I think its ridiculous to say that DSTA scholars who are science enthusiasts would have opted for a bio-engineering option... One should also know that DSO does not really have its own scholarship programme and plans to recruit some from every DSTA batch. I have discussed several times with the Human resource of DSTA and DSO about this and thus, this statement can be backed up.

Since when has "science" translated into bio-engineering only?
One should also know that for some people, Astar was not "officially formed" during their time, whereas for some, they wish to do apply science to developing defence technological capabilities for Singapore. It is also true that in the first 2 years, I believe all of the scholars have to do research in DSO before they opt to stay on, or switch to DSTA.

Having said this, can the anonymous person who posted such misinformed comments please state his/her name to take responsibility for his/her remarks...


Fri Oct 01, 09:51:00 AM GMT+8  
Anonymous Anonymous said...

I went through the DSTA interviews, and they made it clear right from the start that only 15% of their scholars end up in research at DSO. Those who plan to study physics, mathematics or bio-related subjects have an additional "interview" with DSO personnel as part of the selection process, so scholars should know pretty well whether they will end up in DSO or not.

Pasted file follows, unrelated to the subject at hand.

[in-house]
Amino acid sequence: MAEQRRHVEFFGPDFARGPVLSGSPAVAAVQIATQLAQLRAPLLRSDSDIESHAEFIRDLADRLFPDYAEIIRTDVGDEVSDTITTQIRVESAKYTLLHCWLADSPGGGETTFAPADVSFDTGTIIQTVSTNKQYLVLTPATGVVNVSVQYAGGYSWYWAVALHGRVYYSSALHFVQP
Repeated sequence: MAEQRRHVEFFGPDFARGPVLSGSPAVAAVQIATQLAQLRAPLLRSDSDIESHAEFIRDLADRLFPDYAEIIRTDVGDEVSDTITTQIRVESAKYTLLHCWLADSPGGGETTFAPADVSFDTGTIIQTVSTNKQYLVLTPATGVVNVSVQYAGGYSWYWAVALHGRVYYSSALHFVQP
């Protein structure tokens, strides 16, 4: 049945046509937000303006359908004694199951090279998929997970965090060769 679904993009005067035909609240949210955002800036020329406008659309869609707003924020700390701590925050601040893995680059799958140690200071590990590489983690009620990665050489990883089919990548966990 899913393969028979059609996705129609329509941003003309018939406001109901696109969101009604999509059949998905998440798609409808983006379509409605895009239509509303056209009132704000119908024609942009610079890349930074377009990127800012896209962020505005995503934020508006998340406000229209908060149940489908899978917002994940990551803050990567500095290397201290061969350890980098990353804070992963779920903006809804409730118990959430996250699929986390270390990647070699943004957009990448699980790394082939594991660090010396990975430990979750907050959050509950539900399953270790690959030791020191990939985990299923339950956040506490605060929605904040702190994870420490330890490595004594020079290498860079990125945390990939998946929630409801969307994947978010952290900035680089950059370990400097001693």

And I disagree that scholars feel superior. I greatly envy those who could afford an education on their parents' savings, or those who got into the big four universities that offer need-blind financial aid to international studnts. There is certainly no lack of trying amongst Singaporeans for financial aid, but it's awarded to very few people.

Sat Oct 02, 08:44:00 AM GMT+8  
Blogger qdc said...

OMG. someone thinks Bean isn't smart enough for a scholarship! *GASP* :)

Sun Oct 03, 09:49:00 PM GMT+8  
Blogger bean said...

No kidding. I can feel my IQ decreasing at an alarming pace every day. It'll be in the red before long. At this rate NUS will soon regret taking me in as RA. I'll just become one of them mindless zombies a la resident evil.

Sun Oct 03, 10:00:00 PM GMT+8  
Anonymous Anonymous said...

Pretty belated reply to this -- came across this post as a referrer link to my blog.

I think we're missing the most sinister issue with the GPA requirements though.

The Singapore government does not want truly genius level researchers, or people who are that intelligent. Such people raise valid issues (as you guys have), "think too much", and generally are undesirable from their viewpoint. As was the case with Dr. Chee.